The foul look on the cream persian feline named Premier Gaylands Gayblade was noted in the cutline of this 1967 photo from the Lincoln State Cat Club show in Chicago


25 Years

(March 12-18, 1992)

It was big and it moved slowly. That is, after all, why it is called a sloth.

A couple of divers looking for Native American artifacts in the Frederica River came across a prehistoric sloth skeleton that had been preserved in the muck.

According to the story, “But because the bones have rested on the river bottom for so long — perhaps 150,000 years says (Jim ‘Lucky’) Lowe — sediment has filtered into them and hardened, acting like cement and creating a permanent ‘statue’ out of the bones. … In the murk of the Frederica River, Lowe said, the only way to make such a find is to feel for it along the bottom.”

The sloth stood some 15 feet high, “weighed 3-to-5 tons and had fearsome claws and teeth.” Lowe and his partner, Rob Rittgers, had recovered around 10 percent of the skeleton by the time the report hit the papers.

50 Years

(March 13-15, 1967)

Trekking the marshes from Brunswick to St. Simons Island seemed like a good idea at the time for Gil Hargett, who decided to organize a race.

As per the account, “The expedition is in the nature of a pilot study, ‘just to prove that it can be done.’ Once the feasibility of foot-racing across the marshes is established, the organizer of the plan hopes that marsh-racing will become an annual event, providing entertainment, humor and excitement — not to mention the attraction of tourists and the attendant jingle of cash registers.”

State Sen. Ronald Adams “expressed discreet enthusiasm” for the effort, stating, “I wish them well, but I do not think I will join them. Personally, I would rather pay a quarter and use the causeway.”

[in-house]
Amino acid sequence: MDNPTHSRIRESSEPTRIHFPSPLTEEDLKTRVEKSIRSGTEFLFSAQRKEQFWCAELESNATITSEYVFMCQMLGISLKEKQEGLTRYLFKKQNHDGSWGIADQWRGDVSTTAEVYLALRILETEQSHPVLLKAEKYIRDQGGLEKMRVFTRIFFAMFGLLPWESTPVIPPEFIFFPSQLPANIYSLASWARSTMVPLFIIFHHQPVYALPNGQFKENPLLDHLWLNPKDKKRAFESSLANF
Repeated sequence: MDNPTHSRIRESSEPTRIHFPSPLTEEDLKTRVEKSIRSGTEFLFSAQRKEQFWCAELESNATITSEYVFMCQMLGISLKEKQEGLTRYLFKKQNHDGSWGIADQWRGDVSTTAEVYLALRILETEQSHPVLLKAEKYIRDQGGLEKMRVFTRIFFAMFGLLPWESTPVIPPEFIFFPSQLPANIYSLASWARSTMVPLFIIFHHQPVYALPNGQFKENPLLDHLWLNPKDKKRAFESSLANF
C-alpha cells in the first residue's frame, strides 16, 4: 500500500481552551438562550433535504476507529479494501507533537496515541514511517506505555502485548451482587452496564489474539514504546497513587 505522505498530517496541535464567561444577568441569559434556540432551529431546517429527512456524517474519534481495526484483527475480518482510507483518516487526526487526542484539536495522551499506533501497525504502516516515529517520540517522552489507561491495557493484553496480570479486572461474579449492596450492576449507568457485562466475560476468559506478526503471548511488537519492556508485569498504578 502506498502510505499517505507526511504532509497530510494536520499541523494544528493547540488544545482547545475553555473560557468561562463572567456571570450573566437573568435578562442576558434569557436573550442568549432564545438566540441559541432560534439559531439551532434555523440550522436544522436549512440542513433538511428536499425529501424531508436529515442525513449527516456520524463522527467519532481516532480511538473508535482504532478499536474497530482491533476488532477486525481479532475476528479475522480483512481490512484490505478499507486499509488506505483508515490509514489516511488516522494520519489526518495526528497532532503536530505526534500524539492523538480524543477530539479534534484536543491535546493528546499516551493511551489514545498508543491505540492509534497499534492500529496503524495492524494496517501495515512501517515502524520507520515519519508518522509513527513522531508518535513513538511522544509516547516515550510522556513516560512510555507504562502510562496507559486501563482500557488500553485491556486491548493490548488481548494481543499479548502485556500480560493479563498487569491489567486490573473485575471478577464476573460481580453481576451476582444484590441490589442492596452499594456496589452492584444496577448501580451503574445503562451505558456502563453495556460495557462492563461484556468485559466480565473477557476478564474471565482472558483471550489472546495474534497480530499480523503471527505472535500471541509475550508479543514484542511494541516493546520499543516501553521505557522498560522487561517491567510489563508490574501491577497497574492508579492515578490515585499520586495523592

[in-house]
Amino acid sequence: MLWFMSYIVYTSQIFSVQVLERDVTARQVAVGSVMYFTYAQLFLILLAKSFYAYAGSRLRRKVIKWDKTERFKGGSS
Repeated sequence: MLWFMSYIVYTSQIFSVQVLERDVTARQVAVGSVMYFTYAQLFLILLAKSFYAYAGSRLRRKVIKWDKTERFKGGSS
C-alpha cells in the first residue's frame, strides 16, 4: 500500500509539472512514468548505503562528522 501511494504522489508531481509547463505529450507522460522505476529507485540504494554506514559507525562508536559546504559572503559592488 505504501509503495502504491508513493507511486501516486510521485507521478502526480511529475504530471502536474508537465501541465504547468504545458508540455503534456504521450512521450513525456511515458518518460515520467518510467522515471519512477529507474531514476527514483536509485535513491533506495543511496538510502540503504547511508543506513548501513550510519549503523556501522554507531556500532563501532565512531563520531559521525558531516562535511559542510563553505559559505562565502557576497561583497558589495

The editorial page also contained a couple of observations of the era:

• “If you want your youngsters to behave, tell them good conduct will please Batman.”

• “A professor says if a man is to be destroyed it will not be by the hydrogen bomb. Nothing as old- fashioned as that will be in style when the big blow-off comes, apparently.”

75 Years

(March 12-14, 1942)

Somebody, alleged to have been employed by Joseph Goebbels, told some tall tales to the state natural resources commissioner, leading to the editorial, “Reports that fishing boats off the Brunswick coast had been hijacked by enemy submarines and their gasoline and oil taken — as released by Zack Cravey, Georgia commissioner of natural resources — seem to belong in the same category as Hamlet’s ‘to be or not to be.’

“Local fishermen declare there is nothing to the report and that they have not been sighted by Nazi submersibles. Recent fishing operations, they explain, have been confined to shallow waters not because of submarines but because of weather conditions.”

The editors of the News advised the public to take such hyperbolic and/or specious reports from the enemy with a grain of salt.

Meanwhile, the editors also expressed:

• “There are lots of things worse than death — and Naziism is one of them.”

• “The trouble with the government ban on hairpins is that the burden of fixing everything around the house will now fall on dad.”

•“Almost any woman would rather be double-faced than double-chinned.”

• “‘Man Swallow Spoon, Taken to Hospital’ — headline. We guess they won’t let him stir.”

• “The sugar shortage would probably not be nearly so acute if northern cooks had enough sense to leave it out of cornbread.”

100 Years

(March 14-16, 1917)

With the nation moving toward a war footing and President Woodrow Wilson authorizing the arming of American ships, crews got to work in Brunswick.

According to the report, “Shipbuilding concerns of this city were yesterday recipient of a telegram from Senator Hoke Smith, informing them that the government is ready to aid all vessels which desire to traverse the German zone of hostilities on the high seas by placing guns, gunners and other necessities of self-protection aboard and inviting them to get in touch at once with the navy department either directly or through the office of the congressional representatives.

“What action will be taken on this communication is being kept secret.”